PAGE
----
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E-M:/ Re: Detroit News wetlands article

Enviro-Mich message from Sue Julian <benj@tir.com>

Although prosecutions are contemplated for unauthorized wetland
destruction, let's look behind the headlines.

"News of Michigan's crack-down comes at nearly the same moment federal
environmental officials are wrapping up a four-year review of national
wetlands laws." It also comes just before the time that Region V EPA will
issue it's report on how well Michigan is doing in enforcing wetlands
permitting on behalf of the federal government.  You may remember that a
year ago, following a PEER report and substantial outcry from local
activists, EPA started a review of Michigan's wetland policy.  The report
is due out soon. Hmmmmmmm.

"a combined state and county effort to stop secret draining and filling of
fragile marsh areas" is long overdue, but Macomb is also experiencing a
rash of "legal" draining and subsequent DEQ map revision of floodplain
areas.  Here's how it works:  Sen. Bennett's 1998 bill allows for a
basement to be built in a floodplain if drain work is performed.  Following
the draining, the land is presumably no longer subject to flooding, so of
course, it can't be considered a floodplain, and so of course, federal
flood insurance can be obtained for the structures.  The DEQ is routinely
asked to aid in the process by redrawing the floodplain map. Hmmmmmmm.

And how can drain work be obtained?  Proposed law:  5 people petition (they
can all represent the same parcel of land.) Drain board hears their "need"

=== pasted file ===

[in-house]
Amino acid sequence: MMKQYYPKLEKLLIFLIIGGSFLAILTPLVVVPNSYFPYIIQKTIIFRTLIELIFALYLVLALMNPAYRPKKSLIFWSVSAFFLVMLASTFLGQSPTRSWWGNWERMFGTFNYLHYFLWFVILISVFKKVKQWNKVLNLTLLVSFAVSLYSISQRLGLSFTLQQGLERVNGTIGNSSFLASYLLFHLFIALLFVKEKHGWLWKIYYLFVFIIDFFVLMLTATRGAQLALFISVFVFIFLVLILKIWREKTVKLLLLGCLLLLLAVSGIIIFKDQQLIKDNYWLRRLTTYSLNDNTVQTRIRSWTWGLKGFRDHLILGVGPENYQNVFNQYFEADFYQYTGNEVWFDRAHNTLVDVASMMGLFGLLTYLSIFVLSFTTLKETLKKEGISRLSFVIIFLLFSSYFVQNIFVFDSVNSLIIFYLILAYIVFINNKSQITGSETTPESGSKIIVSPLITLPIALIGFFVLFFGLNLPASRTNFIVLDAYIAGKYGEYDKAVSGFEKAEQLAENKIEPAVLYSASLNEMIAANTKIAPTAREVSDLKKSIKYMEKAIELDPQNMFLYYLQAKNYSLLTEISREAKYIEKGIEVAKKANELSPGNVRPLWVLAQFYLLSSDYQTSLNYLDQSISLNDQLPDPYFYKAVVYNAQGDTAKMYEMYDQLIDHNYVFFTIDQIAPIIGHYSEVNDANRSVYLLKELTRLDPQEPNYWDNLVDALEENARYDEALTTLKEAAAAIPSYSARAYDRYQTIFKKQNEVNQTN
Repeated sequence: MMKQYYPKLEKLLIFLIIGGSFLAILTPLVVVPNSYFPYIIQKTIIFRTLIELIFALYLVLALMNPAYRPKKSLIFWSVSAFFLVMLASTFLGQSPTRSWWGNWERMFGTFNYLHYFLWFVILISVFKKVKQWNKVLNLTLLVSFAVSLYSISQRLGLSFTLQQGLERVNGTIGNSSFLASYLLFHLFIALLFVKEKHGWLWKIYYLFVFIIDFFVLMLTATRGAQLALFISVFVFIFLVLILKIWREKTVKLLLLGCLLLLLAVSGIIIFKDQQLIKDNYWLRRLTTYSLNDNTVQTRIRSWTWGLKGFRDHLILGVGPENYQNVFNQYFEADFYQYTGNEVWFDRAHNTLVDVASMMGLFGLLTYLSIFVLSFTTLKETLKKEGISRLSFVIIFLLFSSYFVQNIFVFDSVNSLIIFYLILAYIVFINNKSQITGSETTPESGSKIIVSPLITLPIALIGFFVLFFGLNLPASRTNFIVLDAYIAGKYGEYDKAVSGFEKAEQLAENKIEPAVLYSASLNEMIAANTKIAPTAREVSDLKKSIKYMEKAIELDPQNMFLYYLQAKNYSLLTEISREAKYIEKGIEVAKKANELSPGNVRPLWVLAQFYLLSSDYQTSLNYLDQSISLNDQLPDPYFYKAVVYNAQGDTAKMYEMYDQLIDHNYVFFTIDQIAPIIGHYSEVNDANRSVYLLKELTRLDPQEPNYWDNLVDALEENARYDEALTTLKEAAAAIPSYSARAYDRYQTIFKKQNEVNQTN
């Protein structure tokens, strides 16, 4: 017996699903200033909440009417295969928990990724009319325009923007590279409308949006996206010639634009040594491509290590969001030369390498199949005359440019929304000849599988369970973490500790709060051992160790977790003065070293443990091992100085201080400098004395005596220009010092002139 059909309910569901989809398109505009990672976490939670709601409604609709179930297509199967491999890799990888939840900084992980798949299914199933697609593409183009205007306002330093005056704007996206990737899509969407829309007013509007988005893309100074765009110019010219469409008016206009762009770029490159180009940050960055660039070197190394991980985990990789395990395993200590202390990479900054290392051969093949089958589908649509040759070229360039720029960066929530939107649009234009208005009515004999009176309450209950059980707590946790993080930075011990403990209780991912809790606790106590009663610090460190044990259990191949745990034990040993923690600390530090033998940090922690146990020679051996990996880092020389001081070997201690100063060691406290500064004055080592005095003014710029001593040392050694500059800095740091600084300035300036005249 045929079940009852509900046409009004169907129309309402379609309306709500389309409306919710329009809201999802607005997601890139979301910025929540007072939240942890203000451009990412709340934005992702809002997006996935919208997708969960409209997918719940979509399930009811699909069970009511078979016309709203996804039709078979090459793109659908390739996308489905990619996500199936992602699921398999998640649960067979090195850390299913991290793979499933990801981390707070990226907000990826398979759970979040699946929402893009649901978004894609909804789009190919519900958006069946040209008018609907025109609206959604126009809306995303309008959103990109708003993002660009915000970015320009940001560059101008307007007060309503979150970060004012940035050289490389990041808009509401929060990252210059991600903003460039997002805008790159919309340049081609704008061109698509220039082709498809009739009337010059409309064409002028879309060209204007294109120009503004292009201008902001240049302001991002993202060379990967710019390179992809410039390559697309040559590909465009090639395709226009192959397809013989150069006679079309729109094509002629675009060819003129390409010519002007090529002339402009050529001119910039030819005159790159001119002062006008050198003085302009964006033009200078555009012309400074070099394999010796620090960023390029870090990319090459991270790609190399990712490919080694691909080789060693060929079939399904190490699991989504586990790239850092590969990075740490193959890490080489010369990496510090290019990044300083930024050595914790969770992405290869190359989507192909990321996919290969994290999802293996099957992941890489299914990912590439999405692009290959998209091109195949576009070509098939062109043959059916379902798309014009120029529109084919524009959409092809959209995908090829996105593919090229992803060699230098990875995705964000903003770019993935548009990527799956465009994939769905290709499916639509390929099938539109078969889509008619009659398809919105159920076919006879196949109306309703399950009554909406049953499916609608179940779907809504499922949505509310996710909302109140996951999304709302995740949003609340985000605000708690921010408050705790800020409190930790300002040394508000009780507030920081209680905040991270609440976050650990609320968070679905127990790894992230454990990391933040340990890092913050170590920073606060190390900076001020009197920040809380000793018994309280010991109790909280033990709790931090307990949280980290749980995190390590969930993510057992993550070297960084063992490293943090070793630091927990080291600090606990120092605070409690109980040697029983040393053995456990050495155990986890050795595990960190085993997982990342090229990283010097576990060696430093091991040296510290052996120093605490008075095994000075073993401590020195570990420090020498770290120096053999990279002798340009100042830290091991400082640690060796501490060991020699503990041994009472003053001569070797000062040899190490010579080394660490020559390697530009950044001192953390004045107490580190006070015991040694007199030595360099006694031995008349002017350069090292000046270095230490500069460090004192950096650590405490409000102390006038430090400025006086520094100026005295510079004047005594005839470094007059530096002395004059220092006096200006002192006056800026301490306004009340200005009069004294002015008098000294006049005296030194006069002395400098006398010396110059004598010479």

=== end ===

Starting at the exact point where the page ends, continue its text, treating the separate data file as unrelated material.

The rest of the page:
and a project is started. OR a developer simply presents a drain
commissioner with a private plan allowable under Sections 425 or 433. No
public review of the plan. Hmmmmmmmmm.

But surely draining wetlands is prohibited?  Actually not; here's the
"Sec. 10  Drains may be laid or extended into or along or from any lake or
other body of water surrounded wholly or in part by a swamp, marsh or other
low lands for the general purpose of drainage...SUBJECT TO ANY PERMIT
Readers of Enviro-Mich know that wetlands under 5 acres are not protected,
but they may not realize that drain commissioners further argue that they
don't have to get permits if the current work is merely an extension or
addition to an existing drain (read river) that was established prior to
1973.  Almost everything in Macomb County connects to the Clinton River
which was designated as a drain before 1973. Hmmmmmmmmm.

Congratulations to Mark Richardson's office for taking action.

But do you suppose wetlands will actually now be protected by law?  Not if
the proposed legislation passes. Take action now to oppose the Drain Code
revision sponsored by the Michigan Association of County Drain
Commissioners.  The bill is coming up again in the senate committee on
Farming, Agribusiness and Food Systems chaired by Sen. George McManus
(517-373-1725 or  <SenGMcManus@Senate.state.mi.us>).   

* Sue Julian                                                    *
* Michigan Drain Code Coalition                                 *
* Phone: (248) 634-3513                                         *
* P.O. Box 304                                                  *
* Holly, MI 48442                                               *
* email: benj@tir.com                                           *
* MDCC Homepage: http://members.tripod.com/Michigan_Drain_Code/ *

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